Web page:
Joel Embiid Knows What He Needs to Do to Bounce Back in Game 6

When your best player isn't your best player, it's awfully hard to win a playoff series.

Joel Embiid hasn't been himself for most of the postseason and has struggled mightily in four of the five games of the Sixers' second-round series with the Raptors. Game 5 wasn't a banner night for any Sixer, but Embiid's performance was magnified by the context of his health.

The All-Star center, still dealing with the effects of an upper-respiratory infection, had another dreadful night Tuesday. He scored just 13 points and committed eight turnovers. Embiid actually looked OK physically. It was the mental aspect of the game that seemed to plague him.

He improved so much dealing with double teams and "quarterbacking the gym," as Brett Brown likes to say, toward the end of the season. His decision-making was highly questionable in Game 5 as he continually dribbled into crowds and made poor outlet passes.

"I think that offensively there was a rhythm to his game that was clearly out of sync," Brown said. "He's been in a bed for two days. I think the easiest way to confirm what I'm saying is just watch his turnovers. By any stretch, they're not Joel Embiid-type turnovers."

What makes Embiid's recent performances so frustrating is what we saw from him Game 3. He poured in 33 points and blocked five shots in a Sixers' blowout win. He was dominant. He was Joel Embiid.

A lot was made of the matchup Embiid is facing against veteran big man Marc Gasol. It's a fair point to bring up. Gasol plays Embiid as tough as any center in the league. But the Sixers have figured out ways to shake Embiid loose by getting Gasol on the move. Brown has used Embiid more as a screener and a roller, something he hasn't done a ton of early in his career.

He's not taking his struggles lightly and wants to do whatever it takes to keep his team's season alive.

It sucks. I know I've got to do a better job for us to win. I've got to do the little things. I need to score the ball, I've got to show up. You know, setting screens, I've got to do a better job rebounding the ball. That's on me. I can't control my physical condition, but I can also control how much I push myself, and I try to do that. But I've just got to do more.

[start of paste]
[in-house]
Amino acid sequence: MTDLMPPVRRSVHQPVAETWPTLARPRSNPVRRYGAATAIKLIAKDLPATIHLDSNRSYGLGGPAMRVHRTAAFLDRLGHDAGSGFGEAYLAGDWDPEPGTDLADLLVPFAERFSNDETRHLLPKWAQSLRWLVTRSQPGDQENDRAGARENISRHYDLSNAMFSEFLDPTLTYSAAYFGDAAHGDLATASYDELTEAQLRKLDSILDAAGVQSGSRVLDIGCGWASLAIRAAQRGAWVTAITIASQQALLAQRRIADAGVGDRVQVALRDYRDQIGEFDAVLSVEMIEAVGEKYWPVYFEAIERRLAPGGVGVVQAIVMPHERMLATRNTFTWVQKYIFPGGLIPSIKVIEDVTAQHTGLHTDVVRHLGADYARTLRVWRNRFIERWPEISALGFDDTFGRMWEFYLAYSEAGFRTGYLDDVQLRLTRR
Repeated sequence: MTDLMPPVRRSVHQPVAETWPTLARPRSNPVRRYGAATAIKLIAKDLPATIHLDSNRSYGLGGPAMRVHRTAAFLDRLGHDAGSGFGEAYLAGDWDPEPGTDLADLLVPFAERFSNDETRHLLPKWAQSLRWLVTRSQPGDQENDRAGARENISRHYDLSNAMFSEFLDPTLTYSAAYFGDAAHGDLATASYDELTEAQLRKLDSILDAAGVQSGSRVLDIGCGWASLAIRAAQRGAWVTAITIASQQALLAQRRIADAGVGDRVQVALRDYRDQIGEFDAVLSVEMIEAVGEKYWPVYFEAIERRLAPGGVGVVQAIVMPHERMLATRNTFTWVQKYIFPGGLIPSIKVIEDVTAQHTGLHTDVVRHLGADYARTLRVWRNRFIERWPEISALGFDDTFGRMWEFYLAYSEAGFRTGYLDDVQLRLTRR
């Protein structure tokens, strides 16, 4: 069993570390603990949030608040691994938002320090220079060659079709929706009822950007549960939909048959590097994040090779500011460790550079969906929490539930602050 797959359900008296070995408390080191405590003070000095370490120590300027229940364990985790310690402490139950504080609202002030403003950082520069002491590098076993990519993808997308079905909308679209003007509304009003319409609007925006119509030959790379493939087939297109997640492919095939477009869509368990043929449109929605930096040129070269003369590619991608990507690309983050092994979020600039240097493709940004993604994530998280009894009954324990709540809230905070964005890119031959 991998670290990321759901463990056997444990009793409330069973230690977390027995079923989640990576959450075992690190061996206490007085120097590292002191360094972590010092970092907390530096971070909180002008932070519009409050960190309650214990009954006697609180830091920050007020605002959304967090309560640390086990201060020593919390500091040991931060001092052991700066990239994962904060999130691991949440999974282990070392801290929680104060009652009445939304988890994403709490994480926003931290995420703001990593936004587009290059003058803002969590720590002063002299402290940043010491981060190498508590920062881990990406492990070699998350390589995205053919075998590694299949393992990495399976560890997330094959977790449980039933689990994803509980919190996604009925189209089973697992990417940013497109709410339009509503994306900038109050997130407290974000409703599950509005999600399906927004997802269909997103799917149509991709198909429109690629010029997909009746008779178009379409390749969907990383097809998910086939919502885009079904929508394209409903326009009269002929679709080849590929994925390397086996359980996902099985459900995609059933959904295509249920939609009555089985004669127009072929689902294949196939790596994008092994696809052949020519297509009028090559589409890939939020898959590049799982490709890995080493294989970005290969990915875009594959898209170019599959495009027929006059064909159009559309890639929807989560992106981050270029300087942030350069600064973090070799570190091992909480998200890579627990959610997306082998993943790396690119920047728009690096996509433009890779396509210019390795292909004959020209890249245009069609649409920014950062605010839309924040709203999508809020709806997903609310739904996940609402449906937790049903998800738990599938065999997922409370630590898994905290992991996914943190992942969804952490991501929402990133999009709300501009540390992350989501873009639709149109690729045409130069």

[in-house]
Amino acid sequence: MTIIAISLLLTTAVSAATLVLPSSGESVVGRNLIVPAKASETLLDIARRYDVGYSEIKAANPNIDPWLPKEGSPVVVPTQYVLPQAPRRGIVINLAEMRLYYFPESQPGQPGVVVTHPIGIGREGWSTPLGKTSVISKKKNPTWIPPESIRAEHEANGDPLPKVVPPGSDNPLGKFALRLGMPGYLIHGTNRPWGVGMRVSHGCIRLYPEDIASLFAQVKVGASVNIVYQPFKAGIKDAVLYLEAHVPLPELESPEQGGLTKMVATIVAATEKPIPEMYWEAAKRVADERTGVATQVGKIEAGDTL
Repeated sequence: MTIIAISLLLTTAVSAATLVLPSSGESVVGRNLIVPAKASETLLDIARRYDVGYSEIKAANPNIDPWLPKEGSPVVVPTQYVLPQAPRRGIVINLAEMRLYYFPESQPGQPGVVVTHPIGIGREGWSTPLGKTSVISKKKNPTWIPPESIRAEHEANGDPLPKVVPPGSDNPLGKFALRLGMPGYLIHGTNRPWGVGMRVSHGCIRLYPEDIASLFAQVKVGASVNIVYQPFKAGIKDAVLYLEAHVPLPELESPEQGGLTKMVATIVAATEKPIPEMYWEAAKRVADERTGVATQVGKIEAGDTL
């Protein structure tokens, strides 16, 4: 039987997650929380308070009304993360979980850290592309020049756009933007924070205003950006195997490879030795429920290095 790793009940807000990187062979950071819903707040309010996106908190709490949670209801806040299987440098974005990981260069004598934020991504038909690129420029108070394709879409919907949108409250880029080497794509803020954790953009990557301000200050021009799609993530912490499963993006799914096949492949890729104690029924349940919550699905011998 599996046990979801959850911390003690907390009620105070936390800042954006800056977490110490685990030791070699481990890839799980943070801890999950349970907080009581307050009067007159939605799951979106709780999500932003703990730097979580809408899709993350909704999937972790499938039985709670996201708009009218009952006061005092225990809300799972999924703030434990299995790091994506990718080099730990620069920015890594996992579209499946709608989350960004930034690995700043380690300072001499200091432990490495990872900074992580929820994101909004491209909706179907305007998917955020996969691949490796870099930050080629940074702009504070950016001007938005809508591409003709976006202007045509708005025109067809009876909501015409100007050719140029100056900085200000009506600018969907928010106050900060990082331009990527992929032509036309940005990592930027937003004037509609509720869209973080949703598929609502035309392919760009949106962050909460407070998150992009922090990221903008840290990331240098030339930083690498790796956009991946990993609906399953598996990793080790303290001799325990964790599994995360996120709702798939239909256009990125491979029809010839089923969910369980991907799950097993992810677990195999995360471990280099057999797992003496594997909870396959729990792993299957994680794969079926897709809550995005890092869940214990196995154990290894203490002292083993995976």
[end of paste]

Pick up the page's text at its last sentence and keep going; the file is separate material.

Embiid has drawn plenty of criticism from the fans and media about his lack of health and poor body language. People have pointed to Embiid's diet and have questioned whether or not he's properly taking care of himself.

While national pundits took their shots at Embiid, his coach and teammates defended him vehemently. 

Jimmy Butler has emerged as a leader for the Sixers. Even after Butler fulfilled his media obligations in the locker room, he joined Embiid at the podium. This is something Butler has done throughout the playoffs.

He knows the potential of Embiid and is trying to lift his big man up.

We're not concerned," Butler said. "Like I said before, we're going to ride or die with big fella. Everybody around this locker room knows that, everybody in the world should know it, the fans should know it. We'll be just fine, we're going to keep doing what we're doing, encouraging him to keep battling through all injury, through all sickness and we're here with him.

Something Butler often talks about is making sure his teammates are enjoying themselves. Butler always talks about smiling and having fun while playing basketball.

That message may have gotten through to Embiid.

The Toronto fans didn't appreciate Embiid's throwing down a windmill dunk and his subsequent airplane celebration. As he was leaving the court Tuesday night, those in attendance at Scotiabank Arena mocked Embiid's antics. It was likely not a fun moment.

There hasn't been much for the Cameroonian to smile about recently, but he knows he has to change his mindset if he wants to get right.

"I know that I've got to go back to Game 3, the same energy, got to have fun," Embiid said. "That's one of the keys of me playing so well this whole season. It's just about, I've got to smile on the court, I've got to lift my teammates up. I shouldn't care about offending anybody, just got to be myself, just not really care, just do whatever I want to. At the end of the day, that's how I dominate. If you see the smile, that means I'm doing what I'm supposed to do, and I intend to be doing that in two days."

He better if he wants to give Sixers fans something to smile about Thursday.

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